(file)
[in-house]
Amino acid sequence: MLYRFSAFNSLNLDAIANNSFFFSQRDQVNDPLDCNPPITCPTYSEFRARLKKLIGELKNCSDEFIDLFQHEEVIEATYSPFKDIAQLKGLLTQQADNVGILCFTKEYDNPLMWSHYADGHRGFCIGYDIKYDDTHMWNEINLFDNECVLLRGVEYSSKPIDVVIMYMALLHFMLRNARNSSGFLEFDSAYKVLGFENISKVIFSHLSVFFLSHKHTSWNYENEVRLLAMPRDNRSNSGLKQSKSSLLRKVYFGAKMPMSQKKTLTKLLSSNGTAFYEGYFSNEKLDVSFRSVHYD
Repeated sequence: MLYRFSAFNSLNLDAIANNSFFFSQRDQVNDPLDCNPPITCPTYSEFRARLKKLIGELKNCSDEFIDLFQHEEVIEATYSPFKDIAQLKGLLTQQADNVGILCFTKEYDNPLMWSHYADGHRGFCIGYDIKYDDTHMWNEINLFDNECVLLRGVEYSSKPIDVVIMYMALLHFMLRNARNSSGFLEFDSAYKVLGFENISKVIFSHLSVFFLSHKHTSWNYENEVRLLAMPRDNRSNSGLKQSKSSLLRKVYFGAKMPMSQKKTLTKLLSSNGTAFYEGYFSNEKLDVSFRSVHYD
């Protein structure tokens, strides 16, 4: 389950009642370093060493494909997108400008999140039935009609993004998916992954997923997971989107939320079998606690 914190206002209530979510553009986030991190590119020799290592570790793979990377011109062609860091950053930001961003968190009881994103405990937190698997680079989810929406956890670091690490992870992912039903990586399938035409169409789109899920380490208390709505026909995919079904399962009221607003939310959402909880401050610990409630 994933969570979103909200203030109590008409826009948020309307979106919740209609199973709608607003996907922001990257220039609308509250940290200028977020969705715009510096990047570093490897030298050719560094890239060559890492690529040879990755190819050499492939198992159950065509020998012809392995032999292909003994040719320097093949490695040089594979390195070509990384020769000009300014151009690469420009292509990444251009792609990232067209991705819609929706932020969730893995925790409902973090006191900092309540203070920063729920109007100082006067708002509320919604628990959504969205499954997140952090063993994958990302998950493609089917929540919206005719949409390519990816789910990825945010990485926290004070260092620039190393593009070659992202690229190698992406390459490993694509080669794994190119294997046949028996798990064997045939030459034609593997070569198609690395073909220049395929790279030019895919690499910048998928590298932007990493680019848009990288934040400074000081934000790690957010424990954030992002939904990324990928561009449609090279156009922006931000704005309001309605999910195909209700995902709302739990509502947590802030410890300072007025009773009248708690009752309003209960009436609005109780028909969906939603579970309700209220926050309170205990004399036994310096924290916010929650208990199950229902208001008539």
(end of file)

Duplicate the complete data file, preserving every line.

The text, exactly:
[in-house]
Amino acid sequence: MLYRFSAFNSLNLDAIANNSFFFSQRDQVNDPLDCNPPITCPTYSEFRARLKKLIGELKNCSDEFIDLFQHEEVIEATYSPFKDIAQLKGLLTQQADNVGILCFTKEYDNPLMWSHYADGHRGFCIGYDIKYDDTHMWNEINLFDNECVLLRGVEYSSKPIDVVIMYMALLHFMLRNARNSSGFLEFDSAYKVLGFENISKVIFSHLSVFFLSHKHTSWNYENEVRLLAMPRDNRSNSGLKQSKSSLLRKVYFGAKMPMSQKKTLTKLLSSNGTAFYEGYFSNEKLDVSFRSVHYD
Repeated sequence: MLYRFSAFNSLNLDAIANNSFFFSQRDQVNDPLDCNPPITCPTYSEFRARLKKLIGELKNCSDEFIDLFQHEEVIEATYSPFKDIAQLKGLLTQQADNVGILCFTKEYDNPLMWSHYADGHRGFCIGYDIKYDDTHMWNEINLFDNECVLLRGVEYSSKPIDVVIMYMALLHFMLRNARNSSGFLEFDSAYKVLGFENISKVIFSHLSVFFLSHKHTSWNYENEVRLLAMPRDNRSNSGLKQSKSSLLRKVYFGAKMPMSQKKTLTKLLSSNGTAFYEGYFSNEKLDVSFRSVHYD
């Protein structure tokens, strides 16, 4: 389950009642370093060493494909997108400008999140039935009609993004998916992954997923997971989107939320079998606690 914190206002209530979510553009986030991190590119020799290592570790793979990377011109062609860091950053930001961003968190009881994103405990937190698997680079989810929406956890670091690490992870992912039903990586399938035409169409789109899920380490208390709505026909995919079904399962009221607003939310959402909880401050610990409630 994933969570979103909200203030109590008409826009948020309307979106919740209609199973709608607003996907922001990257220039609308509250940290200028977020969705715009510096990047570093490897030298050719560094890239060559890492690529040879990755190819050499492939198992159950065509020998012809392995032999292909003994040719320097093949490695040089594979390195070509990384020769000009300014151009690469420009292509990444251009792609990232067209991705819609929706932020969730893995925790409902973090006191900092309540203070920063729920109007100082006067708002509320919604628990959504969205499954997140952090063993994958990302998950493609089917929540919206005719949409390519990816789910990825945010990485926290004070260092620039190393593009070659992202690229190698992406390459490993694509080669794994190119294997046949028996798990064997045939030459034609593997070569198609690395073909220049395929790279030019895919690499910048998928590298932007990493680019848009990288934040400074000081934000790690957010424990954030992002939904990324990928561009449609090279156009922006931000704005309001309605999910195909209700995902709302739990509502947590802030410890300072007025009773009248708690009752309003209960009436609005109780028909969906939603579970309700209220926050309170205990004399036994310096924290916010929650208990199950229902208001008539």